VERNI: It didn't fit the portfolio. We bought Softline, which Accountmate was part of. But we really bought Softline because they're No. 1 in South Africa and they have a huge presence in Australia. We did this as a group acquisition through Sage and then they had their North American businesses. When we analyzed it, the challenge we had with Accountmate is that every customer always has their own application so it's very difficult to move them to someplace else or to give them a lifetime. That wasn't our business model, so we went to the management team and offered them the opportunity to buy the company. We could have gotten a lot more money from a lot of other places, but those folks will probably disintermediate those customers, and we didn't want to do that. Part of our success is we have this laser-beam focus on what we do.

CRN: What is the relationship between Best Software and Sage?

VERNI: Our parent company is Sage. We have a market capitalization of about $4 [billion] to $5 billion. And I have a dual role. I run North America but I also sit on the Sage board. We have constant global, regional, local touch. The reason we're not called Sage is someone owned the trademark; simple as that. So we have bought a company called Best Software, but we would prefer to be Sage. Today, Best is 40 percent to 50 percent of Sage's revenue.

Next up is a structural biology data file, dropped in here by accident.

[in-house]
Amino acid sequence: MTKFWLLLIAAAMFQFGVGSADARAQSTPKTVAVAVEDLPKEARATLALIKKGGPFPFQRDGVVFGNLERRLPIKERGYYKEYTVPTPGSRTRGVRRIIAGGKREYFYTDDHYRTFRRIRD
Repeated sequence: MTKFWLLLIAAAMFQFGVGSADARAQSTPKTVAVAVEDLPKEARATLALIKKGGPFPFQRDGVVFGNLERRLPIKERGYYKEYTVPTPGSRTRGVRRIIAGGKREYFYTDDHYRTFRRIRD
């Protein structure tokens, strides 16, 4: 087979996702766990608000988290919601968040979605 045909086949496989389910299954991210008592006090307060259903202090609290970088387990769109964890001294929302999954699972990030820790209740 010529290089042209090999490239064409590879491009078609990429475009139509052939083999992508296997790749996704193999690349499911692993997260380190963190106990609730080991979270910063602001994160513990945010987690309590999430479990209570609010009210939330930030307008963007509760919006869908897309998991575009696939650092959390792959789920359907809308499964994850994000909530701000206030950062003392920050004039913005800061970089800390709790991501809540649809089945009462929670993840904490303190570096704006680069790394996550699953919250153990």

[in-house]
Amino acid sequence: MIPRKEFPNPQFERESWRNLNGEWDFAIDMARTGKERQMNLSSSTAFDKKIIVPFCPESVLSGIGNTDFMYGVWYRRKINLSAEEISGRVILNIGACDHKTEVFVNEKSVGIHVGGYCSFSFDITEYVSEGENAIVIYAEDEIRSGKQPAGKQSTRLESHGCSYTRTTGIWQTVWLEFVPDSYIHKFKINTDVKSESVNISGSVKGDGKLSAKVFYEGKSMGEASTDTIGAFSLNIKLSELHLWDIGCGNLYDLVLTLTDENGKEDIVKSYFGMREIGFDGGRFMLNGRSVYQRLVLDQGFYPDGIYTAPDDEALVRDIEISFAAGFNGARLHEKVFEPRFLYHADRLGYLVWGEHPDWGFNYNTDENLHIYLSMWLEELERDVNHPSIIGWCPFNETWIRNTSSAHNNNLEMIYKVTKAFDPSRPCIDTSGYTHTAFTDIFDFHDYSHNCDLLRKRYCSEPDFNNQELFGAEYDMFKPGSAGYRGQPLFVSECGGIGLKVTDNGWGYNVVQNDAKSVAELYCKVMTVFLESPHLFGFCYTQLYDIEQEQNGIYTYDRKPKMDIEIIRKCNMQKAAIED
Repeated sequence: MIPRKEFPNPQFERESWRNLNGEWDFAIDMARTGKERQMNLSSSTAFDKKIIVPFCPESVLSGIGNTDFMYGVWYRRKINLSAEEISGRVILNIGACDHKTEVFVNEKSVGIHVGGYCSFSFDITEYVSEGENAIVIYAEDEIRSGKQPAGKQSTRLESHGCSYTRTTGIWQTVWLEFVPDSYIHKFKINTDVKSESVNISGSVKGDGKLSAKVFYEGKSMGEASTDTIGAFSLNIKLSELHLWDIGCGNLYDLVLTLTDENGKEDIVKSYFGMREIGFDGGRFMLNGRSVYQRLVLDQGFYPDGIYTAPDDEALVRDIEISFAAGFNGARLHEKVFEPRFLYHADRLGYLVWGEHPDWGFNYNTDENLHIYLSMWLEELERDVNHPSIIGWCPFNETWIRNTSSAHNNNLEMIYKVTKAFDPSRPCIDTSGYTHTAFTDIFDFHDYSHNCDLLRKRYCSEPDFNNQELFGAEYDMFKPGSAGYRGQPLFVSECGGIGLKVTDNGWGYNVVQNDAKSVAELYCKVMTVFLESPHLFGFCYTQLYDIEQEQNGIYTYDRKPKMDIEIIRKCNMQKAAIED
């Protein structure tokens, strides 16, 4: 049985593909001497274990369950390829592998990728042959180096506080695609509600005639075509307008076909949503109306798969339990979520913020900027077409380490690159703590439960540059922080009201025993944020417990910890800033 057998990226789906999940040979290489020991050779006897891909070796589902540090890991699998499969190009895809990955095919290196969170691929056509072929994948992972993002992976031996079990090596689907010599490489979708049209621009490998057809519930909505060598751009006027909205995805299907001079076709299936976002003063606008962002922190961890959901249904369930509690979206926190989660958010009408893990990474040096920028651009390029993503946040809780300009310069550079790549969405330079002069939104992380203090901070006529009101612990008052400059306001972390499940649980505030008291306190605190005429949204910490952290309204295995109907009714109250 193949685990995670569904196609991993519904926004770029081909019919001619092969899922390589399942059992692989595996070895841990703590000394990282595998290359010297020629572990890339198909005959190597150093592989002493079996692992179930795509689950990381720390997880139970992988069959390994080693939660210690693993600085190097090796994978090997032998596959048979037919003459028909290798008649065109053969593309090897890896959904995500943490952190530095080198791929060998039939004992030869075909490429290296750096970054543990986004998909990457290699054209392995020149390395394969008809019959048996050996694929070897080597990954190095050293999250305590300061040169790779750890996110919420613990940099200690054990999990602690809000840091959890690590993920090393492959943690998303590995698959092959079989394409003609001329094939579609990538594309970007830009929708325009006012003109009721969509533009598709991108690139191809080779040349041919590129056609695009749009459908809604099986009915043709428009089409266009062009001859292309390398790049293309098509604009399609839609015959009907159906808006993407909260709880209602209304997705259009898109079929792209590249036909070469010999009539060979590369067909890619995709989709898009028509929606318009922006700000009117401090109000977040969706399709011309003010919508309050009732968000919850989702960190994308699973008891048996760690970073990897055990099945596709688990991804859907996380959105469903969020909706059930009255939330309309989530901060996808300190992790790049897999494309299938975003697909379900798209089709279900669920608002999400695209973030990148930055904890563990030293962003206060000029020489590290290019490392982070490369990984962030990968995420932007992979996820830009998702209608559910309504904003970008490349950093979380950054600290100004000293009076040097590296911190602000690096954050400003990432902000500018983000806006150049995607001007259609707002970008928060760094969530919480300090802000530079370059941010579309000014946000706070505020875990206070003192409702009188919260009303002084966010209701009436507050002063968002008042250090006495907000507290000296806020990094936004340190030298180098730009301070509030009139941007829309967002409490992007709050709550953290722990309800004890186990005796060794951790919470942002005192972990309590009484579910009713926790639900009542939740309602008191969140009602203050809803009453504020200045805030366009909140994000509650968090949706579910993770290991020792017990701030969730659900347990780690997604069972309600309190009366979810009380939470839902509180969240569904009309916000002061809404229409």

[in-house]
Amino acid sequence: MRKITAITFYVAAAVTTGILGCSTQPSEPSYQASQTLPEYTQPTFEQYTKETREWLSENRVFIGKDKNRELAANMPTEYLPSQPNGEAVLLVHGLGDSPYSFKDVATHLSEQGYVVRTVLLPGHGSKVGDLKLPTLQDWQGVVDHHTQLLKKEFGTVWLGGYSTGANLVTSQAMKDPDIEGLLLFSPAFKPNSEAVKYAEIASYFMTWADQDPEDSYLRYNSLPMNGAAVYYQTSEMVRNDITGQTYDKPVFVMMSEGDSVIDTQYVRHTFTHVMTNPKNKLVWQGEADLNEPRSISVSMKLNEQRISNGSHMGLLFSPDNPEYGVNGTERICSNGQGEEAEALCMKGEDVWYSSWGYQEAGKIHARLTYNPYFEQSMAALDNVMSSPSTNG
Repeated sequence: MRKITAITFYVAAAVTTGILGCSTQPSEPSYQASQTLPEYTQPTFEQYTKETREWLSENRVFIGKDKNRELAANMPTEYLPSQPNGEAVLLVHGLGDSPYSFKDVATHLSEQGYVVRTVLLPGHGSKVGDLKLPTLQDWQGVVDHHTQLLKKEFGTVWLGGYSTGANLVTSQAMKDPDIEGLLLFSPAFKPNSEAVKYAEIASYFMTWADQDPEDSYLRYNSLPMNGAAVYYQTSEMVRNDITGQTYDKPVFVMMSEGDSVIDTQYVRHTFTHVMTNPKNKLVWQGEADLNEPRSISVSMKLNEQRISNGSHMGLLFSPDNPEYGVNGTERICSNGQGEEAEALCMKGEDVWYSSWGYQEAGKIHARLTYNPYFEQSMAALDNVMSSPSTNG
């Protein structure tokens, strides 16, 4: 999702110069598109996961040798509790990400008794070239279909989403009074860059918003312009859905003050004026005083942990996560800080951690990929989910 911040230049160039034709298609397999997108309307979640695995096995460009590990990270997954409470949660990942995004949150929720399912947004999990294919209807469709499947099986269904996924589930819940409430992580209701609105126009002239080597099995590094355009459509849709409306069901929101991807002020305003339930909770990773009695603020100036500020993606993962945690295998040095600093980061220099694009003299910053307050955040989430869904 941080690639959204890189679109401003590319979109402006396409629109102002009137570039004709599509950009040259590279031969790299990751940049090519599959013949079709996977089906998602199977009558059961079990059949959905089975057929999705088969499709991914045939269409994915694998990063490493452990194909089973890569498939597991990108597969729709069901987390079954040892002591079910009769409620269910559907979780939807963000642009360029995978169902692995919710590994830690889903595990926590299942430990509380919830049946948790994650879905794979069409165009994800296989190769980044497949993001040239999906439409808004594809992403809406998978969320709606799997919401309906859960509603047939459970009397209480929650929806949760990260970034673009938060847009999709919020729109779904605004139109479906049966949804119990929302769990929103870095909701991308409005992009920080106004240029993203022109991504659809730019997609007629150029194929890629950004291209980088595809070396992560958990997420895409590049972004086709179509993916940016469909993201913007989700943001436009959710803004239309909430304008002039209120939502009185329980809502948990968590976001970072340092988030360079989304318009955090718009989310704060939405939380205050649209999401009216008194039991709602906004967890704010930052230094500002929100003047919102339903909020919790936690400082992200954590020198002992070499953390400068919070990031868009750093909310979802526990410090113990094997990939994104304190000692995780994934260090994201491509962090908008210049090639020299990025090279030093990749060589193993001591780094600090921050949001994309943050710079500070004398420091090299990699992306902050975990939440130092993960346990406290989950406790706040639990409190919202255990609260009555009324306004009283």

CRN: Given all that, what are your longer-term goals for the company?

VERNI: Right now we're in a unique position where it's all about execution. We laid the strategy out last year. We want to have customers for life and one face to all customers. We've done so many acquisitions; we've done 50 over the last three years. We're integrating them now. And the whole idea of the lifetime value of the customer is the thing that we really, really, really need to do because we have so many of them.

CRN: And how will partners play a role in making that all happen?

VERNI: In some cases it means having them partner with another partner so that they present a united front. We told the partners that we have a great portfolio and the reason we did this is to make sure that every time you go to a deal you've got something in the bag if you want it. But partners only have so much bandwidth. So if they're saying look, I'm happy as a CRM partner or an accounting partner, our job now is to be a broker of relationships. That's why the idea of the suite is so important. You want to make sure people realize you have the whole portfolio.